The local Planning Authority for Pillerton Hersey is Stratford-on-Avon District Council. 

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The Role of a Parish Council on Planning Matters

The role of the Parish Council is to represent local views and should:

  • Provide local knowledge.
  • Raise areas of concern.
  • Inform, debate, and add value to the process.
  • Contact and involve District Councillors if required.

Parish Councils are statutory consultees in the planning process and must be informed of all planning applications, and any amendments to those applications, within the parish. The council can only comment on these planning applications in the same way as any other member of the public. Any discussion by the parish council regarding a decision must be conducted during a properly called public council meeting.

Members of the public attending the meeting can comment, speak in support of or object to any application during the ‘Public Forum’ part of the meeting, and not during the council’s deliberations later. However, they may be asked to provide clarity on details of the application during the PC’s deliberations at the invitation of the person chairing the meeting. Comments agreed in the council meeting are submitted in writing by the Parish Clerk to the relevant planning authority.

In reaching a decision, the local planning authority is required to weigh up all issues. This will include consideration of advice from statutory bodies e.g., English Heritage, Environment Agency, Highway Authority, etc.

The parish council is only a consultee and counts as one opinion. Whilst the local planning authority must consider the representations of the parish council this does not mean that an application will be decided in accordance with the views of the parish council.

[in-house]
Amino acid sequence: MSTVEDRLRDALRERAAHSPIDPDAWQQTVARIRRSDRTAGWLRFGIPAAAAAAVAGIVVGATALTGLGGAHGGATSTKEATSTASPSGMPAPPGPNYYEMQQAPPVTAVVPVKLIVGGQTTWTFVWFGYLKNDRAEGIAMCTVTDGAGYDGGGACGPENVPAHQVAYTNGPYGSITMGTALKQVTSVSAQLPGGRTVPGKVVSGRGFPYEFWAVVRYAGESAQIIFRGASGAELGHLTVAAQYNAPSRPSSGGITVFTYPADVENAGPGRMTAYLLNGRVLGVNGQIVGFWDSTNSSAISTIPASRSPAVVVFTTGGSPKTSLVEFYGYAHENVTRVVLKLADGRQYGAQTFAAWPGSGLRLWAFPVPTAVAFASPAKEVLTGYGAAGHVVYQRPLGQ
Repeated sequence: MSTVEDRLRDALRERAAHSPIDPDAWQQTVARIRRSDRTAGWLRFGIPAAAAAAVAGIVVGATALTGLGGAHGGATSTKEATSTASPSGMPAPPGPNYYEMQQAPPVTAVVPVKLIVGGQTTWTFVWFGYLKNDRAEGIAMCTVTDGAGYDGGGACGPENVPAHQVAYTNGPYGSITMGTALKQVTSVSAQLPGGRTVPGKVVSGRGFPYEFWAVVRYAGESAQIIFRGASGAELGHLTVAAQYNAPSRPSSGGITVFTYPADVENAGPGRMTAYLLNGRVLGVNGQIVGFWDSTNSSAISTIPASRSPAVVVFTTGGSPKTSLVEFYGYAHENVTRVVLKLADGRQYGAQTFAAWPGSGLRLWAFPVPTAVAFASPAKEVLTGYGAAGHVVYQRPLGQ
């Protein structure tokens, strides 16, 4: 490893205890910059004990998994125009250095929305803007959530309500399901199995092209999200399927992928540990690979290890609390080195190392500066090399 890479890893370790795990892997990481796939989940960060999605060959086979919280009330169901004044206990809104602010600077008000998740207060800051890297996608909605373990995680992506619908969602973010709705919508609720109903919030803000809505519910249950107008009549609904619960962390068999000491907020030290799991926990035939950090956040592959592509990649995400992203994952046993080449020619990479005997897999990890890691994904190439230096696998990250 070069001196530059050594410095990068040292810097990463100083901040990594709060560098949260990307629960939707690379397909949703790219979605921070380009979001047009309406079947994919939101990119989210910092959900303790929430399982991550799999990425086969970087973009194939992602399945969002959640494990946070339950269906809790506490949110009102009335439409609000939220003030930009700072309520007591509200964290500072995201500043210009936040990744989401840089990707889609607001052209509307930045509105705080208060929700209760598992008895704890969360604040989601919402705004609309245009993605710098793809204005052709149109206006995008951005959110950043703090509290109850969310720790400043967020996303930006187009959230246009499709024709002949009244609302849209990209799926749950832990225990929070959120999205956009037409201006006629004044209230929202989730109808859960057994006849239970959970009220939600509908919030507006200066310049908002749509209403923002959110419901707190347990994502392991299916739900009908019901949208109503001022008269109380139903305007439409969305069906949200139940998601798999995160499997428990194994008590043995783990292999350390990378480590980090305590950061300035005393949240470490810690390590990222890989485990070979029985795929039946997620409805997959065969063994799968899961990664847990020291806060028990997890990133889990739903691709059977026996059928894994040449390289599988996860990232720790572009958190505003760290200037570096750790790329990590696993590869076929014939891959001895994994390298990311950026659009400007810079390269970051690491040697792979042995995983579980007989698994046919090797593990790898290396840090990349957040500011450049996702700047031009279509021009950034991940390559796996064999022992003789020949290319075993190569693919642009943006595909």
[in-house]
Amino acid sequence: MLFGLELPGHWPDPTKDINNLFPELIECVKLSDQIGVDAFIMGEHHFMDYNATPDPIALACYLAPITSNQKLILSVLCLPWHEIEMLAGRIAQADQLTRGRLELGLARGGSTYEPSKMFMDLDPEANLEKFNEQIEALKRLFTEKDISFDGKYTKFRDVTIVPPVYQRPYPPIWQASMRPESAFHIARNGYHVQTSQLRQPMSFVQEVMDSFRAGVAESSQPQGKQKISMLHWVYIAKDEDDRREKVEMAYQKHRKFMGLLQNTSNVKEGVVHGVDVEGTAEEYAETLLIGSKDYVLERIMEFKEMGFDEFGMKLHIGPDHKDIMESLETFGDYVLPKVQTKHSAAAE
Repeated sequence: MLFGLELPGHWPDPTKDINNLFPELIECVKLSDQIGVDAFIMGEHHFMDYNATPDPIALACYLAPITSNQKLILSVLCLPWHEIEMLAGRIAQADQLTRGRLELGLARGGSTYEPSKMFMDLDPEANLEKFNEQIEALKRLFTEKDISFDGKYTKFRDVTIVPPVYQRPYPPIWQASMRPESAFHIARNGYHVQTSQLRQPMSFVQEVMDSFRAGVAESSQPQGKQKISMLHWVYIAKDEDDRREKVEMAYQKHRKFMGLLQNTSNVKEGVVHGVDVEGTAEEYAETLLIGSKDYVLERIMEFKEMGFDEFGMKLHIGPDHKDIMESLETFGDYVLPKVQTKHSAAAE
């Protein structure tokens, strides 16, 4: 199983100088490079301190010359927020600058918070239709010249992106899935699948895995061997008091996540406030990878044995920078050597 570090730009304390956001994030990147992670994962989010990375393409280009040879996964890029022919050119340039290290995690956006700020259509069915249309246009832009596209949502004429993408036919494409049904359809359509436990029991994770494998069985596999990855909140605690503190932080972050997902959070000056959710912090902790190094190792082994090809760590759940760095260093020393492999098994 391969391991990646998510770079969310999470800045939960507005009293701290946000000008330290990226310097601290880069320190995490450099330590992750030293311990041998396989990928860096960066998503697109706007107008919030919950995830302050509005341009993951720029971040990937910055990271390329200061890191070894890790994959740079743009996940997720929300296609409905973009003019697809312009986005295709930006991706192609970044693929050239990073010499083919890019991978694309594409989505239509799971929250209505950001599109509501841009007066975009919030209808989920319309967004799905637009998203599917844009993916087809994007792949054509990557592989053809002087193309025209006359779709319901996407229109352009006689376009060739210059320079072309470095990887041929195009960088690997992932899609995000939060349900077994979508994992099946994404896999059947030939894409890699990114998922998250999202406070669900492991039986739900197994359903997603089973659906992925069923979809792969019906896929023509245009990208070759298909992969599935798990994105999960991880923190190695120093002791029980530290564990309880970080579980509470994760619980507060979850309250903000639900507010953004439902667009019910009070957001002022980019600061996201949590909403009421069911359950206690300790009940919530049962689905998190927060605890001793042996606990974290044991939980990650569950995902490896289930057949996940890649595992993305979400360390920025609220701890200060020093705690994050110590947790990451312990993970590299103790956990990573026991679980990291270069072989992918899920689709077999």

Reasons for support or objection to an application should be objective, clear, concise, relevant, and accurate to stand a chance of being accepted. Comments can only made based on genuine material planning consideration and relevance to the development. Where possible the parish council can also quote polices in the Local Plan as these are the starting point for considering the merits of any application.

Material Planning Considerations include:

  • Layout, density.
  • Risk of flooding or pollution.
  • Being overlooked and loss of privacy.
  • Overshadowing and loss light (daylight/sunlight).
  • Access and traffic generation (highway safety).
  • Local economy.
  • Design, appearance and materials.
  • Appearance, effects on street, specially designated area or building (e.g. conservation areas, listed buildings, ancient monuments, etc.).
  • Adequacy of parking.
  • Noise and smell.
  • Landscape, contamination, loss of trees, etc.
  • Cumulative impact.
  • Past planning history or appeal decisions of the site.
  • Central government policy and guidance (National Planning Policy Framework, Planning Practice Guidance).

The following are NOT considered to be material considerations:

  • History of applicant.
  • Loss of view.
  • Commercial competition.
  • Change from previous scheme.
  • Impact on property value.
  • Restrictive covenants.
  • Ownership of land, right of access.
  • Noise & disturbance from construction work.
  • Land & boundary disputes.
  • Land ownership.
  • Damage to property.
  • Private rights of way.
  • Deeds & covenants.
  • Private issues between neighbours.
  • Lots of objectors.


The parish council may make recommendations for planning conditions to be added to the application should the local authority grant approval. Planning conditions will only be imposed by the local authority where they are:

  • Necessary
  • Relevant to planning and to the development to be permitted
  • Enforceable
  • Precise
  • Reasonable in all other respects